Pundits rate Marcus’ July ride close to a certainty
Jockey Anton Marcus has broken many records in South African racing. However, he could add another one to his name if he can win this weekend’s Vodacom Durban July aboard Legal Eagle.
Marcus has won the Durban July four times – so has Tiger Wright and so has Anthony Delpech. Four seems like some kind of impenetrable barrier which nobody can get past. Wright retired many years back but Marcus could have the best chance of rewriting history if handicapping fundis have it right.
There are certain rules which apply to the weights given to horses for the Durban July. They are very complicated but the key rule in this particular case is that once the weights have been announced, they will not change, irrespective of what a horse may win in any race prior to the Durban July.
Legal Eagle was allotted a weight of 54,5kg based on his merit rating of 112. A few days after the weights were allocated this three-year-old colt won the Jubilee Handicap at Turffontein, beating older horses despite giving them loads of weight. His rating was adjusted to 120, which means that had the weights been announced a few days later, Legal Eagle would have had to carry 4kg more.
So, based on his current handicap, Legal Eagle has a massive advantage over the field and if one considers 4kg is equivalent to about four lengths, one can see why the handicapping experts are declaring Legal Eagle as close to the proverbial “racing certainty” as possible.
But, alas, racing is not that simple. So many other factors come into play. The draw is often one and Legal Eagle jumps from No 11, which is in the middle of the field. In some ways that can be good as a horse is unlikely to be cut off as horses drawn wide look to move closer to the inside rail.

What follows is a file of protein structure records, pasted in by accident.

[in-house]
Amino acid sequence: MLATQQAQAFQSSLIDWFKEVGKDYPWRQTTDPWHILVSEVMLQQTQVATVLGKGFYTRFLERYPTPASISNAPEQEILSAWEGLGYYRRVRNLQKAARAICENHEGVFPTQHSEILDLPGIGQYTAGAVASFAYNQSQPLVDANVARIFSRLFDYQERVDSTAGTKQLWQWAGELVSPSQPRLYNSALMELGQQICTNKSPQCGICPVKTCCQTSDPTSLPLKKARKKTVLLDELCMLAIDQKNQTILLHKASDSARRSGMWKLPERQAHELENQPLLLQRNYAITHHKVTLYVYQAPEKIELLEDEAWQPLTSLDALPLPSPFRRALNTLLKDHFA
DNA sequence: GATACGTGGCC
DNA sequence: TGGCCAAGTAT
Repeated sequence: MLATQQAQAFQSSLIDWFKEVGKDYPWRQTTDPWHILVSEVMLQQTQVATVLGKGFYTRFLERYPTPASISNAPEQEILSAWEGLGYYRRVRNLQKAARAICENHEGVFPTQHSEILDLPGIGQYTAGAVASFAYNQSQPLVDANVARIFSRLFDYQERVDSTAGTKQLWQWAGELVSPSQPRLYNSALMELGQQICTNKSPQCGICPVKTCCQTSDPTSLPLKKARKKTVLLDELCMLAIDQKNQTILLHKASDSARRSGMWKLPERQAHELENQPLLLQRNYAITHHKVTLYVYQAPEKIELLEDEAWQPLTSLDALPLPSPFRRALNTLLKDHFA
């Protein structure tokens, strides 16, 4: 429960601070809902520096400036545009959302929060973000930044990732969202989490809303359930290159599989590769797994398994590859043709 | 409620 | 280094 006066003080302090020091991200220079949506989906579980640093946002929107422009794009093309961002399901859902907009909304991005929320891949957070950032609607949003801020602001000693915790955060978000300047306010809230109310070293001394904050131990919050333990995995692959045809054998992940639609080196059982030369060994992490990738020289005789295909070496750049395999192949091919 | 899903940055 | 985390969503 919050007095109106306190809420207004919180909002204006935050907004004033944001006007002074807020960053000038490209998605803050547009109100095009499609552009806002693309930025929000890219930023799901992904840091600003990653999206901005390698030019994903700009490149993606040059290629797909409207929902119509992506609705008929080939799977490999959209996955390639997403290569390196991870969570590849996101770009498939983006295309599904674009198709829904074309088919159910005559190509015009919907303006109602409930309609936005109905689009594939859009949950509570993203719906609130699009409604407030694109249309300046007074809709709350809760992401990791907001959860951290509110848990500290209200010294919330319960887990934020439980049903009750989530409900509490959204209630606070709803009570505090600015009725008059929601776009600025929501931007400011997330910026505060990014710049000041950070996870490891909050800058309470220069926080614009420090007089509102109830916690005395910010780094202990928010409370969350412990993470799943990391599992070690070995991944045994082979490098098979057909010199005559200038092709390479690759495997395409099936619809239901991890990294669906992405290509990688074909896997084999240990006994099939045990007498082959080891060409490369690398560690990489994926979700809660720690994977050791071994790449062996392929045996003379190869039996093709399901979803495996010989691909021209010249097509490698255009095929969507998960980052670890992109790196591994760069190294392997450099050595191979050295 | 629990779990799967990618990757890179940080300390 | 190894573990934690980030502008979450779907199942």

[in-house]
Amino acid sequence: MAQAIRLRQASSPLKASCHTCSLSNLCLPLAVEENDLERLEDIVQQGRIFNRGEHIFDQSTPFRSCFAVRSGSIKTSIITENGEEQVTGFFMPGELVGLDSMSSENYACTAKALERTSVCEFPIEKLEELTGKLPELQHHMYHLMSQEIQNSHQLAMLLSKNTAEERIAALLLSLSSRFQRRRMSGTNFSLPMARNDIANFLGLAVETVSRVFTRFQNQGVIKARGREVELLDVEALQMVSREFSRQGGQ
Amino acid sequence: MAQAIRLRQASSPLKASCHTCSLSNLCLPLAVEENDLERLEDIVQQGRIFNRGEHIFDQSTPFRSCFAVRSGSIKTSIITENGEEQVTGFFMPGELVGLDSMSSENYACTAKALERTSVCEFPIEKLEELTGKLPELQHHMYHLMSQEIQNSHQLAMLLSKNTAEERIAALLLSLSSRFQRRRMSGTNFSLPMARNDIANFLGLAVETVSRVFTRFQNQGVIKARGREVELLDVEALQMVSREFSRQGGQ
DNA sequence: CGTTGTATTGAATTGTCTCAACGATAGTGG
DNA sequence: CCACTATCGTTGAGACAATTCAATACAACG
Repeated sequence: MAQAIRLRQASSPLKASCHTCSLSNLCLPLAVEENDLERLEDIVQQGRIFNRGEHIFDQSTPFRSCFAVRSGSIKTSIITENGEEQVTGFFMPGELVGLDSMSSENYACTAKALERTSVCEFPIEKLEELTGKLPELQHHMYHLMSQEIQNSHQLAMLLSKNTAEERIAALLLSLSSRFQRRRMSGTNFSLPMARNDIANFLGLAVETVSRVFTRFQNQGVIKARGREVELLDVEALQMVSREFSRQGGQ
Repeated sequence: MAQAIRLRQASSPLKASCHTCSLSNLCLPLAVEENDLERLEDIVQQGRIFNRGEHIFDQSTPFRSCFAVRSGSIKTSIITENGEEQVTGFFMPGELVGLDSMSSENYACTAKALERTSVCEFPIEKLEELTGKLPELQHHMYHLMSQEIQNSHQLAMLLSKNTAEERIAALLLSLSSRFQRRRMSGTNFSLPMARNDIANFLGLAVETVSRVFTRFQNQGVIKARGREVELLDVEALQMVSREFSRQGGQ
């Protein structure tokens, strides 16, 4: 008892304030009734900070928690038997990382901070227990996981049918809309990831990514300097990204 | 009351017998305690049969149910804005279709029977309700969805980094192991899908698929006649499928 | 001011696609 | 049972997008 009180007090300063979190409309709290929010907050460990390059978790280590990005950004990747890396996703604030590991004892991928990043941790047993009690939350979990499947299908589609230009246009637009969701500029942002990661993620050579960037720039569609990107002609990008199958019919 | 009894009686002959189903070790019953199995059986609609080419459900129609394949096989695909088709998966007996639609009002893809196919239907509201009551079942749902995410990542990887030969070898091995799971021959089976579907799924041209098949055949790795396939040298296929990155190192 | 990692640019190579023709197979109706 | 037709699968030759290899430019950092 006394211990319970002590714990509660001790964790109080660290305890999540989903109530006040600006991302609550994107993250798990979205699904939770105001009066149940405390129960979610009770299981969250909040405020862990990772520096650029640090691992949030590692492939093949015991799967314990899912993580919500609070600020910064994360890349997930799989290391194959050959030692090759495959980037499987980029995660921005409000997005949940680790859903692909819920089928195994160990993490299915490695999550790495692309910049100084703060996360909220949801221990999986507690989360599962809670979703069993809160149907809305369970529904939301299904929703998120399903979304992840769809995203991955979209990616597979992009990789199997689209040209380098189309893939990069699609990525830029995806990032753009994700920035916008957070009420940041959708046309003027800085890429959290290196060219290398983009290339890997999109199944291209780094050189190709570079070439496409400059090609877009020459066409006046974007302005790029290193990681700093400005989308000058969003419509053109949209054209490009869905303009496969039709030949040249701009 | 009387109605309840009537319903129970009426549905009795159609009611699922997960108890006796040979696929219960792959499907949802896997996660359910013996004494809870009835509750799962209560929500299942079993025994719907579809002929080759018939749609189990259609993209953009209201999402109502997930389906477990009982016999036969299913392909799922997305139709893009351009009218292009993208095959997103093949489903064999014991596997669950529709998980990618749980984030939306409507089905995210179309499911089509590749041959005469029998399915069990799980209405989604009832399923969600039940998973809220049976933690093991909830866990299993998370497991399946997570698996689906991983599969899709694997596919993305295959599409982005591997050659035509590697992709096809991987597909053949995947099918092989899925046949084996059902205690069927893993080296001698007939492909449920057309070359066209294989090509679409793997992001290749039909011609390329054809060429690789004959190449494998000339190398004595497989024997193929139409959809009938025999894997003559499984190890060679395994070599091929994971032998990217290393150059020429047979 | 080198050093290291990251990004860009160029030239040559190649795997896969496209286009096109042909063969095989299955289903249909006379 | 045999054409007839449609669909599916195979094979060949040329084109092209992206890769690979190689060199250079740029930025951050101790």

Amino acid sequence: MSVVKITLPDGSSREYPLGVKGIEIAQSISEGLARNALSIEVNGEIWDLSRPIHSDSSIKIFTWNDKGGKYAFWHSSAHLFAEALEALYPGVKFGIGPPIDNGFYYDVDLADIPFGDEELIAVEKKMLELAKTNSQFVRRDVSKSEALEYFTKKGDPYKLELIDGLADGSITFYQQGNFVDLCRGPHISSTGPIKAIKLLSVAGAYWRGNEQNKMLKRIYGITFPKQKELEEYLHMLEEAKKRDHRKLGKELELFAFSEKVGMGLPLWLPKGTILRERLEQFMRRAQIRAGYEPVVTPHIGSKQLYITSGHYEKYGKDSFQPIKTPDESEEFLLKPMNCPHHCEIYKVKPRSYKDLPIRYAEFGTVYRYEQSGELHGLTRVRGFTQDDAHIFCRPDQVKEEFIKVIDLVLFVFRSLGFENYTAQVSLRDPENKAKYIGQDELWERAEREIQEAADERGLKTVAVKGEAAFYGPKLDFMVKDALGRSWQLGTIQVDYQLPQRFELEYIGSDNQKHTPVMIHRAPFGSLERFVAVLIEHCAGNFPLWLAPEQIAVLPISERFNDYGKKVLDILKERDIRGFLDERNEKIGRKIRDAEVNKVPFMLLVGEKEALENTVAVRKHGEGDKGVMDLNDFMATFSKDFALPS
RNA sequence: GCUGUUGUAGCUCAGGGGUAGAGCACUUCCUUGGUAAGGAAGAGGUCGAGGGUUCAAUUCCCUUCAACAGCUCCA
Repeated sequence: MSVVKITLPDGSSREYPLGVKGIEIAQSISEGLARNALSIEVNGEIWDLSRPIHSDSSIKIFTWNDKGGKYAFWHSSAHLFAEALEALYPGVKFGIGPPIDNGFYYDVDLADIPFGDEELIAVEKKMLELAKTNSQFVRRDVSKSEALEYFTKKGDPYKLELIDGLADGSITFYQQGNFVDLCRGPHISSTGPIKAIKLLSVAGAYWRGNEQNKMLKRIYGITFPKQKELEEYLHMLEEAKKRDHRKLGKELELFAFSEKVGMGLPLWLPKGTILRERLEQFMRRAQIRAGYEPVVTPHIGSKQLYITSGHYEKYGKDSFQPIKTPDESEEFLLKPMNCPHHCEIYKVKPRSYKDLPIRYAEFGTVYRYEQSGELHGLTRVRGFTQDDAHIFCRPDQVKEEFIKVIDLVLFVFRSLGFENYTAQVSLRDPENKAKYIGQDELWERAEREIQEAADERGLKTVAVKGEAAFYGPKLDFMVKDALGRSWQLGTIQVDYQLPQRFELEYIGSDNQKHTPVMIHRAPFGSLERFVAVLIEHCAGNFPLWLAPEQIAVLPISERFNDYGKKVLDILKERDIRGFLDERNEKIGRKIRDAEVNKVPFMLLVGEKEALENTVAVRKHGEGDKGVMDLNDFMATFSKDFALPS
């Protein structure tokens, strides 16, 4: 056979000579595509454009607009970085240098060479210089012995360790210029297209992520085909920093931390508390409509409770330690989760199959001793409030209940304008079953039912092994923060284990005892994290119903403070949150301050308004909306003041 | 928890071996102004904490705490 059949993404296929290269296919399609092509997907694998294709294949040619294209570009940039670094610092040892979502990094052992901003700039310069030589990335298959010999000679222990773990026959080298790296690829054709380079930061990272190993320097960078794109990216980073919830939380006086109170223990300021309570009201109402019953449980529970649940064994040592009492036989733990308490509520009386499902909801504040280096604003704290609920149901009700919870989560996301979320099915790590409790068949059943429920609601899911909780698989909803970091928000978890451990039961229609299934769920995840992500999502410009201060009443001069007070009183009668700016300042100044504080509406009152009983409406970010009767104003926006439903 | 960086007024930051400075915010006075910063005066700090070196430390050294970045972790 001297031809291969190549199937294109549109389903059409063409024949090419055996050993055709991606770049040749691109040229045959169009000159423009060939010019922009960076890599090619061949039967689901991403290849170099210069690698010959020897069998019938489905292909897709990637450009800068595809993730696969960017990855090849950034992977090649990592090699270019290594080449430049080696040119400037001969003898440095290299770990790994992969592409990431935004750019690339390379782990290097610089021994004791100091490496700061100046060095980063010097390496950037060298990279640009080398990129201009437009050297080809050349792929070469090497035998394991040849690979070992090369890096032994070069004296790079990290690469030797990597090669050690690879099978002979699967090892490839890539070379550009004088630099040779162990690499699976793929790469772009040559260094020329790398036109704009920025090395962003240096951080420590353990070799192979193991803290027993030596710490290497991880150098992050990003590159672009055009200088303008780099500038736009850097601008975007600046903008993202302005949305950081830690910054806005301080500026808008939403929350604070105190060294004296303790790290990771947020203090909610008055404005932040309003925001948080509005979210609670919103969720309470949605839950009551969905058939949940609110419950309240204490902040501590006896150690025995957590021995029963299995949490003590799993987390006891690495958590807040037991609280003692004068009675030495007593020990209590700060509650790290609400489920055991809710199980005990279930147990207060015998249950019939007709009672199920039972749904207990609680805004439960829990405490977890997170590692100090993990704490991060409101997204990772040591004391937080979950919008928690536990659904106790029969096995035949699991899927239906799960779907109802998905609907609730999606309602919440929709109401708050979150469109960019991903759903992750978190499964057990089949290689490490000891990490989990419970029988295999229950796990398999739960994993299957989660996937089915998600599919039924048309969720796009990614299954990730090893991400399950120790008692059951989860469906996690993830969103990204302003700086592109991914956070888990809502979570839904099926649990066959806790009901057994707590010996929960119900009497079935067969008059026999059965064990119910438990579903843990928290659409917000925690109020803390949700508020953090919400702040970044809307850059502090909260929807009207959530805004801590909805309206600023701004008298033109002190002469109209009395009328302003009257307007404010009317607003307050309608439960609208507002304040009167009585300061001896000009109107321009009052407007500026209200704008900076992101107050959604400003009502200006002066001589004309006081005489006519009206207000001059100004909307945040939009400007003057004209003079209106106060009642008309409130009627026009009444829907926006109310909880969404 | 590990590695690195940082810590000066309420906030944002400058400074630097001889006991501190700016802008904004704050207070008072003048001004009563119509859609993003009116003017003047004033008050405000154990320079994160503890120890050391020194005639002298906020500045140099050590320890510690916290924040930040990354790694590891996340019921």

Marcus is very happy to be riding a horse like Legal Eagle who he says has “a touch of class about him”, but he does voice one serious concern.
“I’m worried about racing at Greyville. Legal Eagle has won all of his races on galloping courses like Turffontein. He has yet to run on a tighter track, like Greyville.”
The KwaZulu-Natal course has been remodelled to add a second Polytrack to the layout. As a result the turf track has narrowed and that could make life tough for horses such as Legal Eagle who like to come from behind and have to wind their way through 17 other competitors, some who are falling back as they drop out of contention. Last year it was a very rough-run race and a number of the top horses failed to get a run.
Marcus is one of the best jockeys to have competed in this country and that is why he has such a huge following and is highly respected by virtually all the trainers and owners.
If there is a way, he will find it, and it would be a major surprise should Legal Eagle not finish in the top four. In fact, this year the tote is paying up to six places so there could be some good bets.
Legal Eagle is trained by Sean Tarry and owned by Markus and Ingrid Jooste.
Other than Legal Eagle, the horses I like are Majmu, to be ridden by Delpech who is also seeking his fifth July win, Futura and French Navy. The best outsiders I believe are Power King, Pine Princess and Helderberg Blue.
Shabbat Around The World beams out from Jozi